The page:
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A straw bale garden is growing nasturtiums and fennel in a Westside boulevard, and a “bee pond” atop the bales is even watering thirsty bees.

Raechell Coy got the idea for a straw bale garden in Maureen Gilmer’s book, “The Budget Gardener.” Now, vegetables and edible flowers are greening up and ripening atop eight bales set alongside each other in the shape of a half moon at 1709 Defoe St. in Missoula.

The garden is easy to build and plant, and Coy had help. She, her fiance, Steve Cleverdon, and next-door neighbors Amber and Aaron Maccarone teamed up to put the idea in action.

“It’s nice for people who are living in apartments to have the ability to grow some food,” said Amber Maccarone.

For starters, setting down straw bales doesn’t make a permanent change in a yard or boulevard. And the bales are large and heavy, but if push came to shove, some strong friends could move them.

People in wheelchairs can garden this way, and people with bad backs can, too. Planting in a bale doesn’t require as much stooping, and weeding goes by the wayside.

“There’s no digging involved,” Coy said.


Here’s how the Defoe Street gardeners are growing their tasty mustard greens, peppers and lettuce.

First, they bought straw bales from Mountain West Cooperative, the Reserve Street Cenex. Feed store manager Amber Jenkins said the Cenex tries to keep those $3.99 bales in stock all summer, but she hadn’t run across shoppers who were buying them for gardens.

“That’s the first I’ve heard of it, (but) we sell a lot of straw,” Jenkins said.

The Defoe gardeners may or may not be plunging into uncharted territory around here, and they forged on. Once they got the bales home, they started preparing them. That meant watering them and letting them begin to decompose.

“You definitely have to cure them first,” Coy said.

The bales sit on heavy plastic sheeting to help retain moisture. Ten to 14 days after the curing began, the bales were ready to be planted. The gardeners spread some 3 or 4 inches of compost – at $5.50 a bag – on top of the straw.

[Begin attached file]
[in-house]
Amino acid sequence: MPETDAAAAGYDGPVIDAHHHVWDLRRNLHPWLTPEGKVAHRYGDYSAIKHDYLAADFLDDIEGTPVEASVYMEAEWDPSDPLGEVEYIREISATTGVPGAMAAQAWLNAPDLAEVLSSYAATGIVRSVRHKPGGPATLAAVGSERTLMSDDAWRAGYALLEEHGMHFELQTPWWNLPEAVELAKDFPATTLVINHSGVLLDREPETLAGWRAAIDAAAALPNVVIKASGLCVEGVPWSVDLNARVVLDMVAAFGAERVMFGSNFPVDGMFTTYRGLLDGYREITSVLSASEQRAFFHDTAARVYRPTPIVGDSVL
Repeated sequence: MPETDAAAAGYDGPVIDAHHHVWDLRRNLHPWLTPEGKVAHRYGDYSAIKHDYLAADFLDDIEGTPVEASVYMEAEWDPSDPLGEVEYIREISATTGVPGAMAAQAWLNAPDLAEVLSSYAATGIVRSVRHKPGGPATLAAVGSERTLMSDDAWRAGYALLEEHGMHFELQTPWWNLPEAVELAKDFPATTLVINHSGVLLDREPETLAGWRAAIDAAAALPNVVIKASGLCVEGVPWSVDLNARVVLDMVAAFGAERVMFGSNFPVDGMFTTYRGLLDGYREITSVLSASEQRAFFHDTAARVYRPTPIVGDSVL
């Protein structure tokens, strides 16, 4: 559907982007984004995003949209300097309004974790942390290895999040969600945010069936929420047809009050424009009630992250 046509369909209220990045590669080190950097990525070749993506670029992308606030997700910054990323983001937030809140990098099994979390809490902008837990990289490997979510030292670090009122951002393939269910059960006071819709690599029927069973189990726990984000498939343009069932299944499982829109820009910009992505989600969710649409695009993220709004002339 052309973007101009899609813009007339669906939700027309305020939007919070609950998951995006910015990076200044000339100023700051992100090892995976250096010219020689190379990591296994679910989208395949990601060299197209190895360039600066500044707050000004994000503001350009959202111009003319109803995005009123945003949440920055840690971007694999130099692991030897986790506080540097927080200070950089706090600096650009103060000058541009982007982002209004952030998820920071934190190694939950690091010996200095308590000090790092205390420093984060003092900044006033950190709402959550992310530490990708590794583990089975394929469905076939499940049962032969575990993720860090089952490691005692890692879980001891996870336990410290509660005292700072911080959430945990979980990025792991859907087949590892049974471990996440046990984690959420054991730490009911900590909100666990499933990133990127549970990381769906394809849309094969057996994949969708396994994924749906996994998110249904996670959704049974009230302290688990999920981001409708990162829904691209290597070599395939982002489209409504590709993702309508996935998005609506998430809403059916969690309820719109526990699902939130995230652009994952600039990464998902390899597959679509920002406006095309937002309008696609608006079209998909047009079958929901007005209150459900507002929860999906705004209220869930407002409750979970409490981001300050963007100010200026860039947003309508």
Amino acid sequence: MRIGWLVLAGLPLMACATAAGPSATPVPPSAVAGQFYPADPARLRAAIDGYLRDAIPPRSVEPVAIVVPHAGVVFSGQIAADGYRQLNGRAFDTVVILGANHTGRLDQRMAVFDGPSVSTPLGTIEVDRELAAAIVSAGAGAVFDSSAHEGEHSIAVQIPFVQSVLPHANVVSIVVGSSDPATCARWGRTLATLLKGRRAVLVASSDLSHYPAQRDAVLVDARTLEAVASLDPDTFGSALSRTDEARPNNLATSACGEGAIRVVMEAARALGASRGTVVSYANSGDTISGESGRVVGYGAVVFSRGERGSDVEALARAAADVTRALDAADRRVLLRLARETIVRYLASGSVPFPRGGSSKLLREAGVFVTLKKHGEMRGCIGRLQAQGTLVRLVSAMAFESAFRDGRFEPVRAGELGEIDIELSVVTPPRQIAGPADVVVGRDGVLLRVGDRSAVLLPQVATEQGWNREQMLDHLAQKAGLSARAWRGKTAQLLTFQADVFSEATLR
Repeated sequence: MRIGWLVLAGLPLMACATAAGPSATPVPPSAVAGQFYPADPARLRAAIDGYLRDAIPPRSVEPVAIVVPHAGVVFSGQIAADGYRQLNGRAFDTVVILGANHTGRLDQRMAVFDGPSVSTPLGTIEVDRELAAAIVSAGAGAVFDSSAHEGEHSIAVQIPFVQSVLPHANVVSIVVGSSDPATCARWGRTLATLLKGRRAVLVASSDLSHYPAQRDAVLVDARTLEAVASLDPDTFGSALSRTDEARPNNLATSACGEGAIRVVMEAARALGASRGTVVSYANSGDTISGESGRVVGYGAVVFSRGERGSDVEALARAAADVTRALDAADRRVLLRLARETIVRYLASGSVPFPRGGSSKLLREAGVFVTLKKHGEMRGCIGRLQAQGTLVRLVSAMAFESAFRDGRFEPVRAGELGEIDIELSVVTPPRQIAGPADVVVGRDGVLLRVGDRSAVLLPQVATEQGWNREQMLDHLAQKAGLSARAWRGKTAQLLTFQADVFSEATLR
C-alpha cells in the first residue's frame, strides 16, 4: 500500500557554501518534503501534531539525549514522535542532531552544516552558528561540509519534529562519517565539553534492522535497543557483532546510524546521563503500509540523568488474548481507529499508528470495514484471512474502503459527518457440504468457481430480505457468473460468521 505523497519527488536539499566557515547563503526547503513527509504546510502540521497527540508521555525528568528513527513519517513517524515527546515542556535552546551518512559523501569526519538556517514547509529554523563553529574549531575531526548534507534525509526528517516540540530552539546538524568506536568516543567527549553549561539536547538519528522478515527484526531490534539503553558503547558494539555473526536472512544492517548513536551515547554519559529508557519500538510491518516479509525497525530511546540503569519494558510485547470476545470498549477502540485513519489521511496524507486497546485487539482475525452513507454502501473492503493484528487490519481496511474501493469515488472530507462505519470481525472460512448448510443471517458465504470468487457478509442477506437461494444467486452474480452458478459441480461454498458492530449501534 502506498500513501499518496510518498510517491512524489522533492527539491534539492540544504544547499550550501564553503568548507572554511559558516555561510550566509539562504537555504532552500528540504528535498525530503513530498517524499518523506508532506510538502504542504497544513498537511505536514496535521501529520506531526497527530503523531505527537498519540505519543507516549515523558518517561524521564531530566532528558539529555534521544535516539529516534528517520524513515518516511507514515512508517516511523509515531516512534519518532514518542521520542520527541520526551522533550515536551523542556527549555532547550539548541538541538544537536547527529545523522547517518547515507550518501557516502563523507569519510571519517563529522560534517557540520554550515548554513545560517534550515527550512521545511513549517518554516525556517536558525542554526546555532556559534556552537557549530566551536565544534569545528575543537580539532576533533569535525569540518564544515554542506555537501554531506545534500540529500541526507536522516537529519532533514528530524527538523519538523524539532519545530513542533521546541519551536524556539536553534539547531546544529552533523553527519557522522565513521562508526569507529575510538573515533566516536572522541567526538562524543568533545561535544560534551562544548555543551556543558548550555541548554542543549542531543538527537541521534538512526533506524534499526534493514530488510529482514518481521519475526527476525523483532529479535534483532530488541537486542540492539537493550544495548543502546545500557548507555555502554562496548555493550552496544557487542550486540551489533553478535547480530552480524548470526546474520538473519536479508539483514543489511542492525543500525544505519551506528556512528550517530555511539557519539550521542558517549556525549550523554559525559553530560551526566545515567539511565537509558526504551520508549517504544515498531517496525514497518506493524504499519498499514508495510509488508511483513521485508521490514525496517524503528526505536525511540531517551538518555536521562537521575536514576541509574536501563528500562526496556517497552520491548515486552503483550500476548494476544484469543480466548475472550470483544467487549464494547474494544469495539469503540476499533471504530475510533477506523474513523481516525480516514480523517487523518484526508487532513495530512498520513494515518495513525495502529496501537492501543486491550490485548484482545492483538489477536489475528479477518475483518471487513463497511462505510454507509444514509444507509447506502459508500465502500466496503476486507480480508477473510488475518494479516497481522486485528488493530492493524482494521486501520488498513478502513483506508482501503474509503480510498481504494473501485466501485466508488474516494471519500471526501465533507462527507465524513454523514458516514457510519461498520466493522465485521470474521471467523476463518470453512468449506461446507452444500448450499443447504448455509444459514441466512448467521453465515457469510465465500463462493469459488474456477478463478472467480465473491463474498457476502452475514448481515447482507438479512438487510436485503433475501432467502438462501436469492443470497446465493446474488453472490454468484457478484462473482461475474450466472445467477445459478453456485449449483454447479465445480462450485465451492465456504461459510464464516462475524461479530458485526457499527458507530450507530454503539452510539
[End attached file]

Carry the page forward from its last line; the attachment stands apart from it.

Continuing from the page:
“It’s so low maintenance, and really low cost,” said one of the planters.

A crowbar helped to pry open the bales and make room for the compost. The gardeners bought starts at the farmers market and planted away. Now, there’s orange peppers, squash, tomatoes and cabbage.

“I’ve already been able to harvest some of the lettuce,” Maccarone said.

They dig and work in the dirt with a beefy looking set of Corona tools from Costco – a $12 buy. They water with a soaker hose – a $14 purchase – and the hose is busy.

“It takes a lot of water. You have to keep them wet,” Coy said.


The water is something bees want to drink, too, and Coy, a member of the Big Sky Beekeepers Club, wanted to help them out. The pollinators are on the decline, but they’re welcome at the straw bale garden.

The bee lovers placed a shallow plate filled with rocks and water in the center of their garden, and as many as four or five bees at a time have landed in the “bee pond.”

When all the crop is harvested, the gardeners can snip the twine holding the straw together and use it as mulch, but that will be months from now.

There’s still plenty of time this season to start a straw bale garden.

Beware that doing so in such a public place means fielding questions from neighbors. That straw bale patch of boulevard has a pleasing look, with flower pots set around the vegetables. Still, Coy and her team of gardeners get inquiries and observations from passersby.

One onlooker: “What are you guys doing here?”

The mailman: “This is a very interesting contraption you have.”

Reporter Keila Szpaller can be reached at 523-5262, or on

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